17 : Treatment of Anterior Epistaxis Localized digital pressure for minimum of 5-10 minutes, perhaps up to 20 minutes Silver nitrate cautery - avoid cautery of bilateral nasal septum as this may lead to necrosis and perforation of the septum Collagen Absorbable Hemostat or other topical coagulant Anterior nasal packing for refractory epistaxis - may use expandable sponge packing or gauze packing
18 : Traditional Anterior Pack Usually, 1/2 inch Iodiform or NuGauze is used. Coat the gauze with a topical antibiotic ointment prior to placement.
19 : Other Anterior Nasal Packs Formed expandable sponges are very effective Available in many shapes, sizes and some are impregnated with antibacterial properties
20 : Correct direction for placement of nasal packing
21 : Treatment of Posterior Epistaxis IV pain medication and antiemetics may be helpful Use topical anesthetic and vasoconstrictive spray for improved visualization and patient comfort Balloon-type episaxis devices often easiest Foley catheter or other traditional posterior packs may be necessary
22 : Traditional Posterior Pack
23 : Posterior Balloon Packing Always test before placing in patient Fill “balloons” with water, not air Orient in direction shown Fill posterior balloon first, then anterior Document volumes used to fill balloons
24 : Complications of Posterior Packs Must be careful after placement of a posterior pack to avoid necrosis of the nasal ala Often this can be avoided by repositioning the ports of the balloon pack and close monitoring of the site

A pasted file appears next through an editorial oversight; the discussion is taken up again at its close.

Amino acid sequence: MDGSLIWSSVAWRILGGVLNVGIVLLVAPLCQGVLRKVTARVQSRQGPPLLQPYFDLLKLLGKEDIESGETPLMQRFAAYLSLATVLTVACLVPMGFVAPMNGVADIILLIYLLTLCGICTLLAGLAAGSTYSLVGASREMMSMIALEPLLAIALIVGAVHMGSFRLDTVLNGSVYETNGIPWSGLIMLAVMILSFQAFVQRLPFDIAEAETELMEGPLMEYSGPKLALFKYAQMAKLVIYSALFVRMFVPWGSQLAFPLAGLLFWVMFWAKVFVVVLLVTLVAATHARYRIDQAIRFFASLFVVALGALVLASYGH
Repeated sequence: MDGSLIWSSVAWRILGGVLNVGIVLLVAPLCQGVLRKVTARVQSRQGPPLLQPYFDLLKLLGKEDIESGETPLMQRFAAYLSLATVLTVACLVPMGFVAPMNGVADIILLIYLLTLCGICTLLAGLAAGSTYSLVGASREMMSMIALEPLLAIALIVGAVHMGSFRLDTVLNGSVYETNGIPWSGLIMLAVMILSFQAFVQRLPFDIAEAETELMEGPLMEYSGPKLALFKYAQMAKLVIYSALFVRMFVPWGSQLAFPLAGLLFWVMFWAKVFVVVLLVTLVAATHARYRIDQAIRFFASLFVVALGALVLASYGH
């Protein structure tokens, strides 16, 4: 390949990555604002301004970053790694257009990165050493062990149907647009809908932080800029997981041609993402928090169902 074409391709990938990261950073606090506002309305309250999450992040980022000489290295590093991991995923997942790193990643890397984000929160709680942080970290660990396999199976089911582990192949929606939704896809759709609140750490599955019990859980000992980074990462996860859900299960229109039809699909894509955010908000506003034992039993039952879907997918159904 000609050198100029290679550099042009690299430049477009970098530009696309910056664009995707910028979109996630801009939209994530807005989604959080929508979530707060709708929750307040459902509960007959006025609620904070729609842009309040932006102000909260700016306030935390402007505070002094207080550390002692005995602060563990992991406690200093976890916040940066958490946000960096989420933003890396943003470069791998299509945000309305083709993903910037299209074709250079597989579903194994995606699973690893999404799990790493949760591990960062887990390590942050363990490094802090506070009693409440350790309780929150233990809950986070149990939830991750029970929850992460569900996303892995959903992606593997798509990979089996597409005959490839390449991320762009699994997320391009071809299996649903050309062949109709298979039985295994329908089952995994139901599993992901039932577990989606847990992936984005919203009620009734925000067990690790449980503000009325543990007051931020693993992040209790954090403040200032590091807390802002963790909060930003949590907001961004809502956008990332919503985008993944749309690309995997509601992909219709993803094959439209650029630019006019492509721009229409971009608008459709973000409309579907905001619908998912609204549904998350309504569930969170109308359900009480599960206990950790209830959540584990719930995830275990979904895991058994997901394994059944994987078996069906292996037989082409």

25 : Duration of Packing Placement Actual duration will vary according to the patient’s particular needs. Typically, anterior pack at least 24-48 hours, sometimes longer. Posterior pack may need to remain for 48-72 hours. If a balloon pack is used, advised tapered deflation of balloons - most successful when volume is documented.
26 : Patients with Nasal Packing Best to place patient on a p.o. antibiotic to decrease risk of sinusitis and Toxic Shock Syndrome Advise pt to avoid straining, bending forward or removing packing early If other nostril is unpacked, advise topical saline spray and saline gel to moisturize nasal mucosa
27 : Patients with Nasal Packing Most patients may be treated as outpatients but hospital admission and observation should be strongly considered when a posterior pack is used. SaO2 should be monitored as well. Admission may also be prudent for those with CAD, severe HTN or significant anemia. Give supplemental oxygen via humidified face tent.
28 : Other Treatments for Refractory Epistaxis Greater palatine foramen block Septoplasty Endoscopic cauterization Selective embolization by interventional radiologist Internal maxillary artery ligation Transantral sphenopalatine artery ligation Intraoral ligation of the maxillary artery Anterior and posterior ethmoid artery ligation External carotid artery ligation
29 : Greater Palatine Foramen Block Mechanism of action is volume compression of vascular structures Lidocaine 1% or 2% with epinephrine 1:200,000 used or Lidocaine with sterile water. Do not insert needle more than 25mm
30 :
31 : Preventive Measures Keep allergic rhinitis under control. Use saline nasal spray frequently to cleanse and moisturize the nose. Avoid forceful nose blowing Avoid digital manipulation of the nose with fingers or other objects Use saline-based gel intranasally for mucosal dryness Consider using a humidifier in the bedroom Keep vasoconstricting spray at home to use only prn epistaxis
32 :